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August 3, 2007
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Headline News of August 3, 2007
Undated photo of Zheng Xiaoyu, China's former head of the food and drug watchdog who was executed for corruption
Almost 1,800 officials confessed to corruption in June, a Chinese Communist Party watchdog says.

A scientist who faked his research may have made a groundbreaking advance - without realising it.
North Korea denounces planned joint military exercises between South Korea and the US as a "provocation".

BBC news transcript with photos
Transcript in the news of August 3, 2007 (With some misspelled words)  

to face-to-face talks on the South Korean hostages they're holding in Southern Afghanistan. We'll get more on that story now as the Taliban are prepared to hold face-to-face talks with South Korean officials to discuss the fate of those 21 South Koreans held by the group in Afghanistan. The standoff stretches into what is it third week now, the South Korean government says there is still a limit to what it can do to resolve the crisis.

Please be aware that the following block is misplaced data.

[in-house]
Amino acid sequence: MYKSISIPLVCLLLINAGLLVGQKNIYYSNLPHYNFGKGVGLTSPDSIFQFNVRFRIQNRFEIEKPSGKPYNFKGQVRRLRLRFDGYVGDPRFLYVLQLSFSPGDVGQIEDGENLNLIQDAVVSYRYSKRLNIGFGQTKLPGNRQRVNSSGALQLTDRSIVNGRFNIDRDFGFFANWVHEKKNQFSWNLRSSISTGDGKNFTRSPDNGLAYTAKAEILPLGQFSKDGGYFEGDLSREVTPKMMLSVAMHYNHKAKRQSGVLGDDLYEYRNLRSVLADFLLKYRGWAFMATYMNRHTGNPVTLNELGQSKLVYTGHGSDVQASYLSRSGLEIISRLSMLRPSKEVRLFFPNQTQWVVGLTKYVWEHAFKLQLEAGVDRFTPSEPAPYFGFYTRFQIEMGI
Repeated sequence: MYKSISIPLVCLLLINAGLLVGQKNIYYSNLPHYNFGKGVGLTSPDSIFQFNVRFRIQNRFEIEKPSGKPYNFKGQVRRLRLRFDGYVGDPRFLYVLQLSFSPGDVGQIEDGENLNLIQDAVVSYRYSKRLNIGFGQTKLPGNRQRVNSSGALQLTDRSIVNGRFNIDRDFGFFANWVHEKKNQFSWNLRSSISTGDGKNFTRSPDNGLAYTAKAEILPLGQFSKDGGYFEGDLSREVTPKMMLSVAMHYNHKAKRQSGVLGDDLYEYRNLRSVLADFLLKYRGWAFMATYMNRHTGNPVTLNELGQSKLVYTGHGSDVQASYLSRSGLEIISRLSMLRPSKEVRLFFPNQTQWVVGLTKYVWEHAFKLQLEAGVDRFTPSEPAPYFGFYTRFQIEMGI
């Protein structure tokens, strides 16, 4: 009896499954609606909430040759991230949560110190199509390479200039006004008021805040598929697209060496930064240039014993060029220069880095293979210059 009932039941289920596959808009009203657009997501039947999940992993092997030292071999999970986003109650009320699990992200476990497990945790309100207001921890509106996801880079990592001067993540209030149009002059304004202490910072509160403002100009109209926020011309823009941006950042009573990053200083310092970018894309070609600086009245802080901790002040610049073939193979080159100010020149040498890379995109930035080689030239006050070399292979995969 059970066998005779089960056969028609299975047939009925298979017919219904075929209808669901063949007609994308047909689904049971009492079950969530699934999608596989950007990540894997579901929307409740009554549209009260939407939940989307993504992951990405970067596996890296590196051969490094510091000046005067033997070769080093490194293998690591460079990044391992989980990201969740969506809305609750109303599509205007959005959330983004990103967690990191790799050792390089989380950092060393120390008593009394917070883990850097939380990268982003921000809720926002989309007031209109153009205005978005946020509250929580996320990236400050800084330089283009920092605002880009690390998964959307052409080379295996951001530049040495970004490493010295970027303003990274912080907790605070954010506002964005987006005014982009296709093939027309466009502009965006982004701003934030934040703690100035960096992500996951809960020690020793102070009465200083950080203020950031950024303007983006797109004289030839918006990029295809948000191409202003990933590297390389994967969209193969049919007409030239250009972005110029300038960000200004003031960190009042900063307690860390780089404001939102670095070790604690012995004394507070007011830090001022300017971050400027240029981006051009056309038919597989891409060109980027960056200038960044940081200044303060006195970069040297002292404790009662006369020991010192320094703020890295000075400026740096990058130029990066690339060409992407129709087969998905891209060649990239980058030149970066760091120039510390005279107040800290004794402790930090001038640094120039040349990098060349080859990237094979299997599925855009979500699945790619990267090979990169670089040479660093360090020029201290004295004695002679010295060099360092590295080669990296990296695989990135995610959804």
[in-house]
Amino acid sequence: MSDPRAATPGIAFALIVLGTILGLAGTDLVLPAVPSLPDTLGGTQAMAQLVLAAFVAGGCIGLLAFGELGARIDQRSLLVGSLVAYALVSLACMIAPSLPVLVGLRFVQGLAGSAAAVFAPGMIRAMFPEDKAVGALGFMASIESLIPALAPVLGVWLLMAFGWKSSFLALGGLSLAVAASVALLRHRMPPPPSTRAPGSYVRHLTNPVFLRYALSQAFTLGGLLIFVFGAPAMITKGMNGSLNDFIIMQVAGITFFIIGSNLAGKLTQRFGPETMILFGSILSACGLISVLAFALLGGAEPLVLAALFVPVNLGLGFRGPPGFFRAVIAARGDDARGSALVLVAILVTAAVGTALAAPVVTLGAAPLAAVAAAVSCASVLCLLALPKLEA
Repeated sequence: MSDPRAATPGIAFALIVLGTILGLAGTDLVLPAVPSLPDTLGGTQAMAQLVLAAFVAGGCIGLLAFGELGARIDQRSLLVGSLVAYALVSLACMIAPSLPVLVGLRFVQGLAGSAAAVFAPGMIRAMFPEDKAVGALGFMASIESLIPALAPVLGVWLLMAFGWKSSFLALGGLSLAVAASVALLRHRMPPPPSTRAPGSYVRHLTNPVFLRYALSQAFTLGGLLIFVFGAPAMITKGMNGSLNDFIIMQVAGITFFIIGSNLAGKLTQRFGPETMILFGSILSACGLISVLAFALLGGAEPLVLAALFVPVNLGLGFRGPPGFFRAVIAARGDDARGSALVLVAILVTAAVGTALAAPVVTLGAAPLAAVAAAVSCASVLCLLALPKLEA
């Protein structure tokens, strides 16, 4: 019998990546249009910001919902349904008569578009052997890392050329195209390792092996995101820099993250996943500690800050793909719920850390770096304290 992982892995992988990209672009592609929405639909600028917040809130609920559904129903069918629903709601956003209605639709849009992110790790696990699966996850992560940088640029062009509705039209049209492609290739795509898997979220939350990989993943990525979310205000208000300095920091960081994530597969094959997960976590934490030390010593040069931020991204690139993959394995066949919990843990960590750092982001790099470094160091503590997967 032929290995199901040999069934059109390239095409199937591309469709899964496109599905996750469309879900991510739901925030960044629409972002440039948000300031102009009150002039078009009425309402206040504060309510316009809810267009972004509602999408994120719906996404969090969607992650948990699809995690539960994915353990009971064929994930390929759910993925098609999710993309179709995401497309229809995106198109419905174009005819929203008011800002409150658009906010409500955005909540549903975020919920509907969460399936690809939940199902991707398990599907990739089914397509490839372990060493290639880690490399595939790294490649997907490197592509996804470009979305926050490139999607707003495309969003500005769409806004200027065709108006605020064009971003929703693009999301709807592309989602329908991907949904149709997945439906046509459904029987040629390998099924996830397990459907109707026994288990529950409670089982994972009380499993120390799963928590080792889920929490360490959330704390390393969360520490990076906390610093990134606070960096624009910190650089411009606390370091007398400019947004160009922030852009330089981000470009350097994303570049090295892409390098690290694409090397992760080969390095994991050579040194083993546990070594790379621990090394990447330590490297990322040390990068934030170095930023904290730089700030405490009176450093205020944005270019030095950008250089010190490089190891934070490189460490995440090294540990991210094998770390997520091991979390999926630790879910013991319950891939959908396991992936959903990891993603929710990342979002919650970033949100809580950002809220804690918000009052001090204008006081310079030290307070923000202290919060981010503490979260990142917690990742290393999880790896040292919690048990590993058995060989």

>> For the relatives of sun minious it is already too late. These South Koreans want the United States to do more to help. The politicians, too, are pinning their hopes on the united states to end the crisis.

>> ( Translated ): We had sincere and frank discussions. In conclusion, the Korean peoples' worries and concerned were relayed through us to under secretary burns. In addition he wished the safe return of the hostages. The United States is doing all they can.

>> The Taliban have already killed two hostages. These doctors in Afghanistan fear for the health of the remaining 19 and are setting out the deliver help.

>> ( Translated ): As an afghan doctor, I would like to go there to treat the Korean hostages who are under Taliban detention and who have not received any medicine yet. I want to rescue them because they are in very poor health. 46B32B38.JPG